Pretty dirty business going on up at the executive suite of 101. Or maybe I'm just reading too many thriller paperbacks?

I truly hope fellow CAF pers have not tried to submarine the good Admiral.  We shall find out I suppose.
 

Colin Parkinson

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FSTO said:
When I initially read the part about leaving VAdm Norman's name out of any correspondence to limit ATI compliance I thought that was being done to protect him. But now it seems that it was being done to ensure that damaging information towards the government and the department would be difficult to acquire.

Pretty dirty business going on up at the executive suite of 101. Or maybe I'm just reading too many thriller paperbacks?

Having dealt with Ottawa, I am sadly not surprised. They are good people there that struggle to do right, but it's often a case of tilting at windmills.
 

Dissident

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This obfuscation hurts me deep down in my Canadian soul. Ms Burke and Witness A have my thanks for coming forward.
 

Navy_Pete

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FSTO said:
When I initially read the part about leaving VAdm Norman's name out of any correspondence to limit ATI compliance I thought that was being done to protect him. But now it seems that it was being done to ensure that damaging information towards the government and the department would be difficult to acquire.

Pretty dirty business going on up at the executive suite of 101. Or maybe I'm just reading too many thriller paperbacks?

That's definitely dirty pool.  Have done my fair share of ATI processing, and while you sometimes screen things out (because it was outside of the requested range of dates, or something similar) sure they made it broad enough that they should have got something.  What they are doing is unethical as hell, and not IAW the ATI legislation letter of the law or intent.

Also, if you are going to be clever, they should have sent back some stuff, but screened out others. Still unethical, but at least it's not stupid. This was both wrong and hugely improbable, so almost guaranteed to get caught.  If this is true, hope these idiots get crucified and shown the door.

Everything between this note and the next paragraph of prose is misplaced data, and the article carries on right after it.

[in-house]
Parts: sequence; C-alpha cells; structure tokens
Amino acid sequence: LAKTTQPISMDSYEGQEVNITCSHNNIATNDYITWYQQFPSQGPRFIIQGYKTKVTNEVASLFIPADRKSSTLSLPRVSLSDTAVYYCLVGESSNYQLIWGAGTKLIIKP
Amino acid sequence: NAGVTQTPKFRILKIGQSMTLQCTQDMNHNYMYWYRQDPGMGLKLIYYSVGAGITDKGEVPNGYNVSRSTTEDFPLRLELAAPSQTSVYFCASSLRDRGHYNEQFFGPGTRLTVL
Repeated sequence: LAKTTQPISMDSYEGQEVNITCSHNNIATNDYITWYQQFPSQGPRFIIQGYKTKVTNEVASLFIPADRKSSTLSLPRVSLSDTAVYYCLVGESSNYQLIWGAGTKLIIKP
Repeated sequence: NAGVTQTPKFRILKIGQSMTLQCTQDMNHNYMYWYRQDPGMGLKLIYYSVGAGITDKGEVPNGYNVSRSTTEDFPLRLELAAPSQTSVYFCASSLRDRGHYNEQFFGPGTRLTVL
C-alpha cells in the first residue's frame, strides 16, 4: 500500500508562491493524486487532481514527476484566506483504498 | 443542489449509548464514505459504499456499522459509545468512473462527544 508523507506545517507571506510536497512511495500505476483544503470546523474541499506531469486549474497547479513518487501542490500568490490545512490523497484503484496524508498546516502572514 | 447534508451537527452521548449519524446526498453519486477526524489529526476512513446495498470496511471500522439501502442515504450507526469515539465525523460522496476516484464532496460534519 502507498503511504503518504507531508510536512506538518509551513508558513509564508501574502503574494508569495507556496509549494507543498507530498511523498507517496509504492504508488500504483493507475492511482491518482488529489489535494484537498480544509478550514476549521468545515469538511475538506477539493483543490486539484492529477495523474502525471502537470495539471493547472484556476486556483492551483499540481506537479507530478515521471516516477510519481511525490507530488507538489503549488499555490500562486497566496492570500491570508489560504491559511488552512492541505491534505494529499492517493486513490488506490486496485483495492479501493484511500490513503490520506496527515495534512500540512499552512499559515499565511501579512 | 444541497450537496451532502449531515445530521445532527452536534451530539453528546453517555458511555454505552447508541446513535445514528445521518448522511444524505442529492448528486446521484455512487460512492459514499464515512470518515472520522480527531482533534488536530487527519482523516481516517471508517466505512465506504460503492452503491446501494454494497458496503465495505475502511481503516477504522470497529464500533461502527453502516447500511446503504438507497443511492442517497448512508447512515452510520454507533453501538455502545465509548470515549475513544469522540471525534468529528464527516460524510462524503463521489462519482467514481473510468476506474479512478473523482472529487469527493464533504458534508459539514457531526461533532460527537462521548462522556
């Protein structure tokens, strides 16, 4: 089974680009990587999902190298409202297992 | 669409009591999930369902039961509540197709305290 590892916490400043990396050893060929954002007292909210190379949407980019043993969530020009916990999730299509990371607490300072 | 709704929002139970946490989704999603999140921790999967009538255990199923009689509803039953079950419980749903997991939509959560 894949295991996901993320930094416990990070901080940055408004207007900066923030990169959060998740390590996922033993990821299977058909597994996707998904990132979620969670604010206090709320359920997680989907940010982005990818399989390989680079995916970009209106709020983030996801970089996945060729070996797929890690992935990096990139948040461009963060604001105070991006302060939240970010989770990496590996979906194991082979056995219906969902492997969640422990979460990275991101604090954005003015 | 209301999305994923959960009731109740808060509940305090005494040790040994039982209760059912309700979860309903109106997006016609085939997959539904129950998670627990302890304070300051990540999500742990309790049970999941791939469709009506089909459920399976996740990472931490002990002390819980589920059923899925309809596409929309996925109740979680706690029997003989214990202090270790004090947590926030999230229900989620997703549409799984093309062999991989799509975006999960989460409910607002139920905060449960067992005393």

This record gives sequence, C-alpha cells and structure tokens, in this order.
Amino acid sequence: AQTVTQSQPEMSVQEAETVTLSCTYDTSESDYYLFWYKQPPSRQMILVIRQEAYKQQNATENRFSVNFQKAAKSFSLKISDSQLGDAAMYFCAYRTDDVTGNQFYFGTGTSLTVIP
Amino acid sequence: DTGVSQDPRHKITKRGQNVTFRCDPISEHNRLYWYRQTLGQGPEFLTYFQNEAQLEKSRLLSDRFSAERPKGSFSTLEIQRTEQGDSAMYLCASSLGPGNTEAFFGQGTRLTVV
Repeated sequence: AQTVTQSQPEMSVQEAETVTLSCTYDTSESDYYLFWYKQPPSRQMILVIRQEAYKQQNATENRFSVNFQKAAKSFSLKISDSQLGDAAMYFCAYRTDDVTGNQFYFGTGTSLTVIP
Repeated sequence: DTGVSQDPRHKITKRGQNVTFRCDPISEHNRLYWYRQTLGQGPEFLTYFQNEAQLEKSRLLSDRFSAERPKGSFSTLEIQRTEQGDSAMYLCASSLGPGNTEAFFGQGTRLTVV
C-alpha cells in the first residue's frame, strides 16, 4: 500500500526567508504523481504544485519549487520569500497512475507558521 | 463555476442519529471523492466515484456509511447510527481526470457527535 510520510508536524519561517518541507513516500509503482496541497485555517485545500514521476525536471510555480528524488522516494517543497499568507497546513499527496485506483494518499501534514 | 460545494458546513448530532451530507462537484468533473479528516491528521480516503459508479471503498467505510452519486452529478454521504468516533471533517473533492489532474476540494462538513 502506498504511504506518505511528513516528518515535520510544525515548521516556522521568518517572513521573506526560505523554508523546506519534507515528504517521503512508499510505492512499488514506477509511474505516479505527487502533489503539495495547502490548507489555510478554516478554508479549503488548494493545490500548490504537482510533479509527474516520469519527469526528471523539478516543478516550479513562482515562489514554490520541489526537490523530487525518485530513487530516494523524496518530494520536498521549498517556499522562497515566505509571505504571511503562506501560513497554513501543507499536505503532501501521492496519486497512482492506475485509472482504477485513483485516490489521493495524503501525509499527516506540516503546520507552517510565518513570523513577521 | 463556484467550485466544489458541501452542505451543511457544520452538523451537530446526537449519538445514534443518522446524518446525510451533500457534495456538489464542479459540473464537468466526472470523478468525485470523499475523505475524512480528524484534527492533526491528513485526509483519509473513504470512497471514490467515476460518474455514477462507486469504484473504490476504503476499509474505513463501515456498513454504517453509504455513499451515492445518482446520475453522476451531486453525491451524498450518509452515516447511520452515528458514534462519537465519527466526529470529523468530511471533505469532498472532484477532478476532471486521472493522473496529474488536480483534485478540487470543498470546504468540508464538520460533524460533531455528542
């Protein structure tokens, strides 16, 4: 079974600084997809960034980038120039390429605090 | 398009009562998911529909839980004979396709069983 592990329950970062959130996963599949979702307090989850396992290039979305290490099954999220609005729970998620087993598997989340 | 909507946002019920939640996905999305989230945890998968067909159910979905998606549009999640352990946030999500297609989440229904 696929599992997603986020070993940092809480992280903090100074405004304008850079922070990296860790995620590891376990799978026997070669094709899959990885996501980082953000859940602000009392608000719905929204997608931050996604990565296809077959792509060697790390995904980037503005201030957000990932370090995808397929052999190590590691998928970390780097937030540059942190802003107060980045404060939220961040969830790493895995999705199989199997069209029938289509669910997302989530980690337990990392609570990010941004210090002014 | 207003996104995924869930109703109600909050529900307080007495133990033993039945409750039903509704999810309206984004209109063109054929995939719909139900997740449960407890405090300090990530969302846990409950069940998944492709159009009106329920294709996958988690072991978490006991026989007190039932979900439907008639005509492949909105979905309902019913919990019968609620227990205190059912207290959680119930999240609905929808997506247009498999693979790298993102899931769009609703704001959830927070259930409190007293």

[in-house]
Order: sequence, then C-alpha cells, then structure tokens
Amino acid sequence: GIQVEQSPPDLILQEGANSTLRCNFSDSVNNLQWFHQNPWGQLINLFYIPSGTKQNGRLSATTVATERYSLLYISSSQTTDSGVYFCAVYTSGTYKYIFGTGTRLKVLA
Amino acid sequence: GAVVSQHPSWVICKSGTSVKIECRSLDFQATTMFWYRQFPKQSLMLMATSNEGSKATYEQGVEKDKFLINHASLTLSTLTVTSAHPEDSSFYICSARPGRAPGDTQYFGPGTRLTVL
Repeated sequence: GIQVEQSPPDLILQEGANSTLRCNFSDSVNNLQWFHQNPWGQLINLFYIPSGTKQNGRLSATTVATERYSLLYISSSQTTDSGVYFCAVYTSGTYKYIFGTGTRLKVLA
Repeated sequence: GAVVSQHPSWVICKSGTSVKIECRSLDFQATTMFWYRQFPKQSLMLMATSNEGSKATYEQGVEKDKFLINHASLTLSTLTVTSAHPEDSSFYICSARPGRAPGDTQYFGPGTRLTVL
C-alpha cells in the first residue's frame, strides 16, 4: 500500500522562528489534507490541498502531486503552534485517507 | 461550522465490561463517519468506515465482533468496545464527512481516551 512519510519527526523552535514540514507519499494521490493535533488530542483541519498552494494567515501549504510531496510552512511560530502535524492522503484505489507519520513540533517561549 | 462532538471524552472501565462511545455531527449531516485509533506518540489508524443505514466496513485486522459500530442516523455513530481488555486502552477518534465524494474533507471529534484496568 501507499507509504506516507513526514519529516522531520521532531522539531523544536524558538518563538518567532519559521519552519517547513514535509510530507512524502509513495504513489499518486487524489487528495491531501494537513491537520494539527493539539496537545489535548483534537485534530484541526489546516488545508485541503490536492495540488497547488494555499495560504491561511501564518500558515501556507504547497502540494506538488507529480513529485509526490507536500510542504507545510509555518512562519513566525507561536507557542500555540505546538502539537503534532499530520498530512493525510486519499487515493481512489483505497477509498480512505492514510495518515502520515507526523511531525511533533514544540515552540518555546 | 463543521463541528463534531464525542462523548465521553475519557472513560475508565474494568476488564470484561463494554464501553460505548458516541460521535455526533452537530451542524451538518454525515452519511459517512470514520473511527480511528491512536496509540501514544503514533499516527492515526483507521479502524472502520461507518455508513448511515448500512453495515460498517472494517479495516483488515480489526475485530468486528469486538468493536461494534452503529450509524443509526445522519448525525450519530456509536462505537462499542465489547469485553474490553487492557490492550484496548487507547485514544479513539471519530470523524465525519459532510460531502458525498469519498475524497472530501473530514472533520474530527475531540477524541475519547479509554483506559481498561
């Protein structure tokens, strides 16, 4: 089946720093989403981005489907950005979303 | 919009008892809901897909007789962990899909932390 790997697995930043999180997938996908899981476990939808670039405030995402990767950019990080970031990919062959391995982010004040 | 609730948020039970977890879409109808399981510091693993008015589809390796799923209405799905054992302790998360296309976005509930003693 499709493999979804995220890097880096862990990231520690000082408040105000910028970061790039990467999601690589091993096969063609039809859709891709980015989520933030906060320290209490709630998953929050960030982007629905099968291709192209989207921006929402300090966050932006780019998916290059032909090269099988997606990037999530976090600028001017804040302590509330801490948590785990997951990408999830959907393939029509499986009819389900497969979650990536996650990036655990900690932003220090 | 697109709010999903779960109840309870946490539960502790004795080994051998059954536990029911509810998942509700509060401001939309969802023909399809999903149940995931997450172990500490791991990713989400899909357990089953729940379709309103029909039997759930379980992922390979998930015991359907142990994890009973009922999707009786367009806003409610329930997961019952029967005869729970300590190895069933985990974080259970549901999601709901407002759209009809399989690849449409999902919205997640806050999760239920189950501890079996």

Makes me wish for a benevolent dictator at times to burn the system to the ground and start over. If people put the effort into getting things accomplished they did into building their little empires and playing their daft political games we'd have the best run military in the planet.
 

Bruce Monkhouse

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If I'm the judge I would ask to hear about those other "rodeo's".
 

Rifleman62

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http://nationalpost.pressreader.com/national-post-latest-edition/20181221/textview

Curious conduct of the Crown - NP - 21 Dec 18 - Christie Blatchford
    Norman case a show of state power

As Ontario Premier Doug Ford might say, it’s shaping up as a real humdinger. I refer to the prosecution of Vice-Admiral Mark Norman, the former vice-chief of the defence staff, where a third-party records application brought by defence lawyers is now on hiatus until January. The hearing ran for two days in Ottawa this week and was so replete with news — first, an email from former prime minister Stephen Harper, waiving cabinet confidence on documents dating from his era and then two surprise witnesses, public servants called by the defence, the sum of whose evidence was that the current government may be very well trying to bury records in the case — that one aspect got lost.

It is this, the curious conduct of the state in all this. The state is a three-headed beast in the Norman prosecution, who is charged with a single count of breach of trust for allegedly leaking secret information. First, it is the complainant; it was the Privy Council Office of Prime Minister Justin Trudeau that first called in the RCMP. Second, it is the prosecutor, with three federal Crowns from across the country and three Justice Department lawyers handling the case. Third, the state is the controller of all information.